No balls, no boots, no coaches, just mates.
New Zealand's men's sevens team is reaping the benefits of the drastic changes made following the disappointing outing at the Rio Olympics two years ago.
Contracted players in the All Blacks Sevens program are now centralised for nine months in Mount Maunganui.
The program had previously pulled players in from around the country for short camps.
“I suppose we found that prior to the Comm Games, we probably got to know each other a bit better than other teams probably would, and you know (that) benefited us,” Kurt Baker said.
This year's Commonwealth Games gold was proof the men are closing the gap on teams that've been centralised for years.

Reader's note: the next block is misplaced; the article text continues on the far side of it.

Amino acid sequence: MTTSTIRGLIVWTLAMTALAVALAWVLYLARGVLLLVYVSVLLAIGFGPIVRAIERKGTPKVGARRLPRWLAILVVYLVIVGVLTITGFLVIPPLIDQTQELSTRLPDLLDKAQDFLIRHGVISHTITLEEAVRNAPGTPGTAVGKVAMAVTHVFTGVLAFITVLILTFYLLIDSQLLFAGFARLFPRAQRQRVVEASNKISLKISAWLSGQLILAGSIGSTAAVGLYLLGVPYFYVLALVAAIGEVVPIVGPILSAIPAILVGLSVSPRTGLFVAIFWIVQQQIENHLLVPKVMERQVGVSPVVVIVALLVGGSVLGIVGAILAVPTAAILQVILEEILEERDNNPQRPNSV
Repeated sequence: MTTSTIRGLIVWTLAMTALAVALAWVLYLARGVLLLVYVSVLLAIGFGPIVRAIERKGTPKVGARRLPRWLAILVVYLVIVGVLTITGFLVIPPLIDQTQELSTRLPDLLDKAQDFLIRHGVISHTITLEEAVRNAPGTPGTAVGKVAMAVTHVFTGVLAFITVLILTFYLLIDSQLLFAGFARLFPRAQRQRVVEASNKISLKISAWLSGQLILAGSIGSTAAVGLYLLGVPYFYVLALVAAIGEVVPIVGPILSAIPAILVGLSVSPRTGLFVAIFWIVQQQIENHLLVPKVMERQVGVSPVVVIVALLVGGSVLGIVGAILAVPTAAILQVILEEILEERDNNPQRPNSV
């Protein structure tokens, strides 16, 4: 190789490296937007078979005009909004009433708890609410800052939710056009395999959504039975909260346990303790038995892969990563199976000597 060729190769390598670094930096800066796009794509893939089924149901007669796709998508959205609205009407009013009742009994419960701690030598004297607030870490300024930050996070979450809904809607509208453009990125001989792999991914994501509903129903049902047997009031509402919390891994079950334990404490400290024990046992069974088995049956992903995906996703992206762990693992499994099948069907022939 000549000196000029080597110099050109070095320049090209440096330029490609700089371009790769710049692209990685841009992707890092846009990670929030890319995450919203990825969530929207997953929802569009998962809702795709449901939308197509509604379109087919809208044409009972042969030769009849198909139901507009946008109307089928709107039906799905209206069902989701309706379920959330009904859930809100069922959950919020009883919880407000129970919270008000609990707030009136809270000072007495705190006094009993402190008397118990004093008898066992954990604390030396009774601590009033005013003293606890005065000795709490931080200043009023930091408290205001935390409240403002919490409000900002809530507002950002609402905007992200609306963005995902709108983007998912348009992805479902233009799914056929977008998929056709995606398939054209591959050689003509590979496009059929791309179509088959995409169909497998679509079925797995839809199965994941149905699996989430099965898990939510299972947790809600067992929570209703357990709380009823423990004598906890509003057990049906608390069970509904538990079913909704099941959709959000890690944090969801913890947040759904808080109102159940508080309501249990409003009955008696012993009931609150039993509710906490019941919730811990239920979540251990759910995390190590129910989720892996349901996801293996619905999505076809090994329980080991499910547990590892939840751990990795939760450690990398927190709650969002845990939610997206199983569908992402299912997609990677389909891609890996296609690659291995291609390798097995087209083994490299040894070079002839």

New Zealand is still the most successful sevens team in history, but after five dismal years, it was clear the game had evolved while the All Blacks sevens did not.
“I spent the first five odd years by myself off down in Christchurch training, I guess it was pretty hard to personally improve my rugby because obviously being the only one down there,” Sam Dickson said.
"That was a bit annoying to come here and then get straight off the plane and have to do a old fashioned beep test and a phosphate test with Tietj - so don't miss doing that.”
For a boy from Christchurch there could be worse things than moving to the high tech facilities in Mount Maunganui.
The package also includes quality training facilities which are all located at Blake Park, but players say it's the bonds and friendships that are key.
“I think we're creating an environment now that people want to be a part of. And you know it might take time but we're on the right track anyway,” Baker said.
They reckon they've got the right recipe for success ahead of the Sevens World Cup in San Francisco next week.
"Maybe this has galvanised them, hearing each other's stories and knowing they are not alone," say the nurses behind the Facebook group, New Zealand, please hear our voice.